Que no haya novedad (May no new thing arise)

That, as devotees of Patrick O’Brian’s Aubrey/Maturin series well know, is a traditional benediction spoken upon parting in Spanish-speaking cultures. It’s a way of wishing someone well, all new things by definition being bad.

It’s a window into a reflexively conservative culture, conservative in ways that English speakers can’t really conceive, lacking the vocabulary. English speakers may try to be conservative, but they speak a dynamic, world-shaking, innovating kind of language that doesn’t lend itself to a static culture.

I suspect that perhaps my own ambivalence toward change may arise from having spent a significant portion (2 years and 4.5 months, longer than I lived anywhere else growing up) of my formative years in Ecuador. I both get a warm feeling from that phrase, Que no haya novedad, while at the same time taking as much delight in novelty and innovation as anyone. There was a quiet, old-fashioned continuity there to which I became accustomed, it felt natural. But when I came back to the states, I got extremely high on the fast-moving popular culture. I reveled in it in a way that’s hard to describe, because I had come from a place that lacked it. I remember getting EXTREMELY excited about the new TV season that started in the fall of 1965 (“Green Acres,” “Lost In Space,” “I Spy” and so on). It was like an entire universe had been brought into being, and every sense I had was switched on to maximum sensitivity to take it all in. I was utterly uncritical; it didn’t matter whether these new things were of high or low quality; I just enjoyed the rush.

So today I both love exploring the new (blogging, social media, the latest gadget) and cleave lovingly to the traditional (the written word, standard spelling, etc.).

These thoughts are provoked by a piece in Salon to which Kathryn Fenner directed me that muses about the cultural roots of conservatism among English speakers, inadequate as it is. An excerpt:

This myth of primordial English liberty rhymed neatly with radical Protestantism. According to dissenting Protestants, the true church was the earliest church. Christianity had been corrupted over time, and Reformation required a restoration of the early, pure practices and beliefs of the apostles.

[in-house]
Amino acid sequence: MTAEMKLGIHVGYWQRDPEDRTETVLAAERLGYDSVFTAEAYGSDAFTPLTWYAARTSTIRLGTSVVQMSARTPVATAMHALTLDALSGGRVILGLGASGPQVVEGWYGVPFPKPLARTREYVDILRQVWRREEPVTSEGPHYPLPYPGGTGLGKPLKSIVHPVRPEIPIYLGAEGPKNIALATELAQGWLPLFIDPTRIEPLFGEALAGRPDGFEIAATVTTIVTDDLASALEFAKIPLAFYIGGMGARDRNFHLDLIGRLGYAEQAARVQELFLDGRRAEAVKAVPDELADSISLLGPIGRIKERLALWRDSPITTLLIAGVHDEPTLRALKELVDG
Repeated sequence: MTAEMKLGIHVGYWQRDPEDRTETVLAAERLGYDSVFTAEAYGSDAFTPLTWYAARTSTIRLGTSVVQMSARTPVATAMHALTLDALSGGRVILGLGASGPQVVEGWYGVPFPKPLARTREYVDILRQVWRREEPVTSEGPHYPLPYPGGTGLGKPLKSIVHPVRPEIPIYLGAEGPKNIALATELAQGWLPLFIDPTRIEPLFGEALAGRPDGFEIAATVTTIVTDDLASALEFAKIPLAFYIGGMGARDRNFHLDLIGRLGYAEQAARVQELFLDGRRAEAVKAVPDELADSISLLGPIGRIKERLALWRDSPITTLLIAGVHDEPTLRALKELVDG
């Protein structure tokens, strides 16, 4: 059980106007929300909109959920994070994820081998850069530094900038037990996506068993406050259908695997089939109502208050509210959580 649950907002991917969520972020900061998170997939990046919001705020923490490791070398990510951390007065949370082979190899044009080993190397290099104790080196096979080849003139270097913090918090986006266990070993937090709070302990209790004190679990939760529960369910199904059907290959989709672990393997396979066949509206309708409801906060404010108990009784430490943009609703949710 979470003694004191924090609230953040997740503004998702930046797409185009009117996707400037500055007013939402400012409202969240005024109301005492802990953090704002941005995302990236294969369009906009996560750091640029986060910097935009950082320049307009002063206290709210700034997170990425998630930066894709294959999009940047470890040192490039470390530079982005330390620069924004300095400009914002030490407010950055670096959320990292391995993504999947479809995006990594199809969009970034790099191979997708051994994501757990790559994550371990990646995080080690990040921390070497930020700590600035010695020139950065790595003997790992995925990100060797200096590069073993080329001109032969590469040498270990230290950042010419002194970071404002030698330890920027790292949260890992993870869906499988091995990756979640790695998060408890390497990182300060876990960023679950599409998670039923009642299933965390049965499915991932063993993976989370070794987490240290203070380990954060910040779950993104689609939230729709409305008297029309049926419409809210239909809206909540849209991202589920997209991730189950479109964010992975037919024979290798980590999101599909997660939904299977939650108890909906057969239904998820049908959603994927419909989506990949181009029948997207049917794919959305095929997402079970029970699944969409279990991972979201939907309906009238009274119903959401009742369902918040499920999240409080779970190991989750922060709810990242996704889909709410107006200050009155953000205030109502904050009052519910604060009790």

Put the myths of the ancient constitution and the early church together, and you have a view of history as decline from an original state of perfection, in politics and also in religion. Innovation is equated with tyranny in politics and heresy in religion. Virtue consists of defending what is left of the old, more perfect system and, if possible, restoring the original government or church. Progress is redefined as regress — movement away from the wicked present toward the pure and uncorrupted past.

This way of thinking is more or less extinct in Britain, its original home, but it became an important part of the political culture of the British North American colonies that won their independence from the mother country. Having become Americans, the former British colonists found it easy to replace the ancient constitution of the virtuous Anglo-Saxons with the 1787 constitution of the virtuous Founding Fathers, who were quickly elevated to the status of demigods like the legendary King Alfred.

I found the premise intriguing, if only in that this writer found yet another way of being dismissive of the poor, unhappy Tea Partiers. Liberals will always sneer at right-wing populists, and sneering is unbecoming. I find it offputting, anyway. So it’s refreshing when someone sneers in a new and fresh way.

Personally, I find the tea partiers off-putting as well, but I find much about what this writer describes as the “progressive” alternative unappealing as well. Consider this excerpt: